Input A function f: {0, 1}n →{0, 1}m
Problem Find a certain property of f

The structure of a quantum algorithm is outlined by a high level representation in the schematic diagram of FIG. 1.

The input of a quantum algorithm is always a function f from binary strings into binary strings. This function is represented as a map table, which defines for every string its image. Function f is first encoded into a unitary matrix operator UF depending on f properties. This operator calculates f when its input and output strings are encoded into canonical basis vectors of a Complex Hilbert Space: UF maps the vector code of every string into the vector code of its image by f.

BOX 1 : UNITARY MATRIX U F A squared matrix U F on the complex field is unitary if its inverse matrix coincides with its conjugate transpose : U F - 1 = U F = A unitary matrix is always reversible and preserves the norm of vectors .

When the matrix operator UF has been generated, it is embedded into a quantum gate G, a unitary matrix whose structure depends on the form of matrix UF and on the problem to be solved. The quantum gate is the core of a quantum algorithm. In every quantum algorithm, the quantum gate acts on an initial canonical basis vector (the same vector can always be chosen) to generate a complex linear combination (called a superposition) of basis vectors as the output. The superposition contains all the information to answer the initial problem.

After the superposition has been created, a measurement takes place to extract this information. In quantum mechanics, measurement is a non-deterministic operation that produces as output only one of the basis vectors in the superposition. The probability of every basis vector being the output of a measurement depends on its complex coefficient (probability amplitude) in entering a complex linear combination.

The segmental action of the quantum gate and of the measurement forms the quantum block. The quantum block is repeated k times to produce a collection of k basis vectors. In measuring a non-deterministic operation, these basic vectors would not be necessarily identical and each one of them will encode a piece of the information needed to solve the problem. The last part of the algorithm includes interpretation of the collected basis vectors to get the right answer for the initial problem with a certain probability.

The behavior of the encoder block is described in the detailed schematic diagram of FIG. 2. Function f is encoded into matrix UF in three steps.

Step 1: The map table of function f:{0,1}n→{0,1}m is transformed into the map table of the injective function F:{0,1}n+m→{0,1}n+m such that:
F(x 0 , . . . , x n−1 , y 0 , . . . , y m−1)=(x 0 , . . . , x n−1 , f(x 0 , . . . , x n−1)⊕(y 0 , . . . , y m−1))  (1)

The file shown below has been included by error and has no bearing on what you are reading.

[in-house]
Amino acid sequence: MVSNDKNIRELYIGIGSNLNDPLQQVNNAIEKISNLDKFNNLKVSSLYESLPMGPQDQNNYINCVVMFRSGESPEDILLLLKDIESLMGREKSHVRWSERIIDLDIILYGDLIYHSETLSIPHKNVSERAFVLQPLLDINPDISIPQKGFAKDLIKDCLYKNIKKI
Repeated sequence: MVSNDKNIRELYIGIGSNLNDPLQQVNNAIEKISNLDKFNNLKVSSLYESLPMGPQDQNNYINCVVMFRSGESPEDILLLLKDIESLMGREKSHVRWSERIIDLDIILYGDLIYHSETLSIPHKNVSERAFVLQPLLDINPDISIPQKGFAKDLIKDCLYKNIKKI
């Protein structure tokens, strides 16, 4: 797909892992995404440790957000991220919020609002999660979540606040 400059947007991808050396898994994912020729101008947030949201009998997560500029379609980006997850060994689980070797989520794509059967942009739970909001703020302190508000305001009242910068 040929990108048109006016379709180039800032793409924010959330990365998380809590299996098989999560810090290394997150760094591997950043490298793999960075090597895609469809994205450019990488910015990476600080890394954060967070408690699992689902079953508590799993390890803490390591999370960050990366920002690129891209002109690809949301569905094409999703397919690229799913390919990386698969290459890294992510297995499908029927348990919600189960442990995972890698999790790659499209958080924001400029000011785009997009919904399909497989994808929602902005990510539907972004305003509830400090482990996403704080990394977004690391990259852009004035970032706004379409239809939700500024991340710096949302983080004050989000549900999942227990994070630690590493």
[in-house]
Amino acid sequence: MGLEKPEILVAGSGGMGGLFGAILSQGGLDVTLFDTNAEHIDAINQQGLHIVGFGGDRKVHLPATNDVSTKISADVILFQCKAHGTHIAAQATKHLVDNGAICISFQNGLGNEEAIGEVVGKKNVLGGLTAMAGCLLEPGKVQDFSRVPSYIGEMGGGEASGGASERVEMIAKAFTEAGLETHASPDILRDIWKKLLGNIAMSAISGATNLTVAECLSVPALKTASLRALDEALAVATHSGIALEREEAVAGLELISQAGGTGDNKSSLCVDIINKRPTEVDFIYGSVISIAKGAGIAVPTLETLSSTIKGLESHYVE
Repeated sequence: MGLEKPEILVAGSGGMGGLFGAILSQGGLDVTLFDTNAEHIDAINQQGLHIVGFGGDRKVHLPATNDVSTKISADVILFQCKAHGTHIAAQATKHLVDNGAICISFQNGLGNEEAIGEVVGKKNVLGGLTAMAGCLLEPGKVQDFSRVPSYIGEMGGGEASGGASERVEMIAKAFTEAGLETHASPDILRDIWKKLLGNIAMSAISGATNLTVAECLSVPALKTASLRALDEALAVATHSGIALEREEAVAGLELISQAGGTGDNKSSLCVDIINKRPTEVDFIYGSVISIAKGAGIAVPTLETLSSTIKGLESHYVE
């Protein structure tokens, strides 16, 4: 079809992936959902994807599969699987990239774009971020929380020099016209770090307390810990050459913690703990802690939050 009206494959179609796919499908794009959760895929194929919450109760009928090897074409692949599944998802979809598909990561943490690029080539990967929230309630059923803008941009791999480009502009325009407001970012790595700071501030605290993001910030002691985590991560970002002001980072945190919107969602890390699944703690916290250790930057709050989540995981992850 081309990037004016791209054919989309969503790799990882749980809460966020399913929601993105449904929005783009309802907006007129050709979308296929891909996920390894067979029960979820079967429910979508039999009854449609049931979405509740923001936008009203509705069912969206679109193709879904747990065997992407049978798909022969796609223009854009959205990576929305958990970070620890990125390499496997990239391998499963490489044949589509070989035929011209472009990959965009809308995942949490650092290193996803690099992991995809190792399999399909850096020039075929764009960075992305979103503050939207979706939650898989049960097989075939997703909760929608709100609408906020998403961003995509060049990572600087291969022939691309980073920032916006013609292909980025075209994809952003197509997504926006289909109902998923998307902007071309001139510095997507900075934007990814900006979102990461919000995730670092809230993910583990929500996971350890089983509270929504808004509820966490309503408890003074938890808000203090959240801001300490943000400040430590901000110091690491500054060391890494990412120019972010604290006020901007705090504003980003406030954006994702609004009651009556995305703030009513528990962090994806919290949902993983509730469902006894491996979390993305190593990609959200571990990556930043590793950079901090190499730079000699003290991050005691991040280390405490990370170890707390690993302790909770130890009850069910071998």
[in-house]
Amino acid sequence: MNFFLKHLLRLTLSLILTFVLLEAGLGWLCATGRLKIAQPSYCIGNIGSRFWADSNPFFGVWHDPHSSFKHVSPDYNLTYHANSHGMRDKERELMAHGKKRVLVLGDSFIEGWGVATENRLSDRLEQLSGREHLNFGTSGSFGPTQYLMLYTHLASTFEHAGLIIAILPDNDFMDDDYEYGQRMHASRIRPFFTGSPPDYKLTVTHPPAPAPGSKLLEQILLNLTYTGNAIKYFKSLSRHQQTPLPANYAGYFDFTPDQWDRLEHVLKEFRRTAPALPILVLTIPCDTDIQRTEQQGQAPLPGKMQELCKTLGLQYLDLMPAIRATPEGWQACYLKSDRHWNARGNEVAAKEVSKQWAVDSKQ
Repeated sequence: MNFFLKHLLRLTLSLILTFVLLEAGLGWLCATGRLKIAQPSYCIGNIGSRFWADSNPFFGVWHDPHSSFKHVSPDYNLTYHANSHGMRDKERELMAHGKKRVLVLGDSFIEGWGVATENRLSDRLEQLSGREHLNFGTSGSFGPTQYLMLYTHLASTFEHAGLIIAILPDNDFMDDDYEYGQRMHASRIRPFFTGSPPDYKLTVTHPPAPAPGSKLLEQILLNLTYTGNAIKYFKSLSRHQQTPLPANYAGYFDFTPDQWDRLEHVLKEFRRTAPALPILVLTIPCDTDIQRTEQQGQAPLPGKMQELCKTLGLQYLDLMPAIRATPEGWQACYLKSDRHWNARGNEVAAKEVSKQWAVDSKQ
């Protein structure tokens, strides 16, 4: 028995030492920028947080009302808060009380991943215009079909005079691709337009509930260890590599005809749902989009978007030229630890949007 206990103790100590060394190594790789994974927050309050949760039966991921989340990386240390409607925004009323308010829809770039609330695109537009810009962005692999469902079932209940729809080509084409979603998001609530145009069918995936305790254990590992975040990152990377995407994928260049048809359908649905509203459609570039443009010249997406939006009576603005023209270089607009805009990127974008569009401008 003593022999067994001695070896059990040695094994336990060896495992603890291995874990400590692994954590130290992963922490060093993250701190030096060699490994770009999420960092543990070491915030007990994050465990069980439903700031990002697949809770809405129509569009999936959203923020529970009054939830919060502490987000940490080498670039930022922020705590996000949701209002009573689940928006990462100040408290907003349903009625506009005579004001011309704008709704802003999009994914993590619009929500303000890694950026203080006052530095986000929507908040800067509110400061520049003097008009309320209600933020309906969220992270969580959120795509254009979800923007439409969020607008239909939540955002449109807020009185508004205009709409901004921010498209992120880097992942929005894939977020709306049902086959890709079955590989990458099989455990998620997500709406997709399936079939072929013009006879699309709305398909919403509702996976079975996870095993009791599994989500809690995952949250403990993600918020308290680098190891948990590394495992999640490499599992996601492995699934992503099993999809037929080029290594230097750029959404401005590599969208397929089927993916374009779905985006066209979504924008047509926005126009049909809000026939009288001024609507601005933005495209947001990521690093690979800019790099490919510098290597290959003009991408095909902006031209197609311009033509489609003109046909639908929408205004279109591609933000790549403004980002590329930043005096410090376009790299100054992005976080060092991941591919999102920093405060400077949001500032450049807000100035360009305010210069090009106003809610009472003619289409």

BOX 2 : XOR OPERATOR The XOR operator between two binary strings p and q of length m is a string s of length m such that the i - th digit of s is calculated as the exclusive OR between the i - th digits of p and q : p = ( p 0 , , p n - 1 ) q = ( q 0 , , q n - 1 ) s = p q = ( ( p 0 + q 0 ) mod 2 , , ( p n - 1 + q n - 1 ) mod 2 ) )

The need to deal with an injective function comes from the requirement that UF is unitary. A unitary operator is reversible, so it cannot map two different inputs in the same output. Given that UF is the matrix representation of F, F is supposed to be infective. If the matrix representation of function f is directly used, a non-unitary matrix could be obtained since f could be non-injective. Injectivity is thus fulfilled by increasing the number of bits and considering function F instead of function f. Function f can always be calculated from F by putting (y0, . . . , ym−1)=(0, . . . , 0) in the input string and reading the last m values of the output string.

Step 2: Function F map table is transformed into UF map table, following the following constraint:
sε{0,1}n+m :U F[τ(s)]=τ[F(s)]  (2)
The code map τ:{0,1}n+m→c2 n+m (c2 n+m is the target Complex Hilbert Space) is such that:

τ ( 0 ) = ( 1 0 ) = | 0 τ ( 1 ) = ( 0 1 ) = | 1 ( 3 ) τ ( x 0 , , x n + m - 1 ) = τ ( x 0 ) τ ( x n + m - 1 ) = | x 0 x n + m - 1

BOX 3 : VECTOR TENSOR PRODUCT
The tensor product between two vectors of dimensions
h and k is a tensor product of dimension hk, such
that:
x | y = ( x 1 x h ) ( y 1 y k ) = ( x 1 y 1 x 1 y k x h y 1 x h y k ) Physical interpretation : _ If a component of a complex vector is interpreted as the probability amplitude of a system being in a given state (indexed by the component number, the tensor product between two vectors describes the joing probability amplitude of two systems being in a joint state.

EXAMPLES Vector Tensor Products

( 0 , 0 ) τ ( 1 0 ) ( 1 0 ) = ( 1 0 0 0 ) = 00 ( 0 , 1 ) τ ( 1 0 ) ( 0 1 ) = ( 0 1 0 0 ) = 01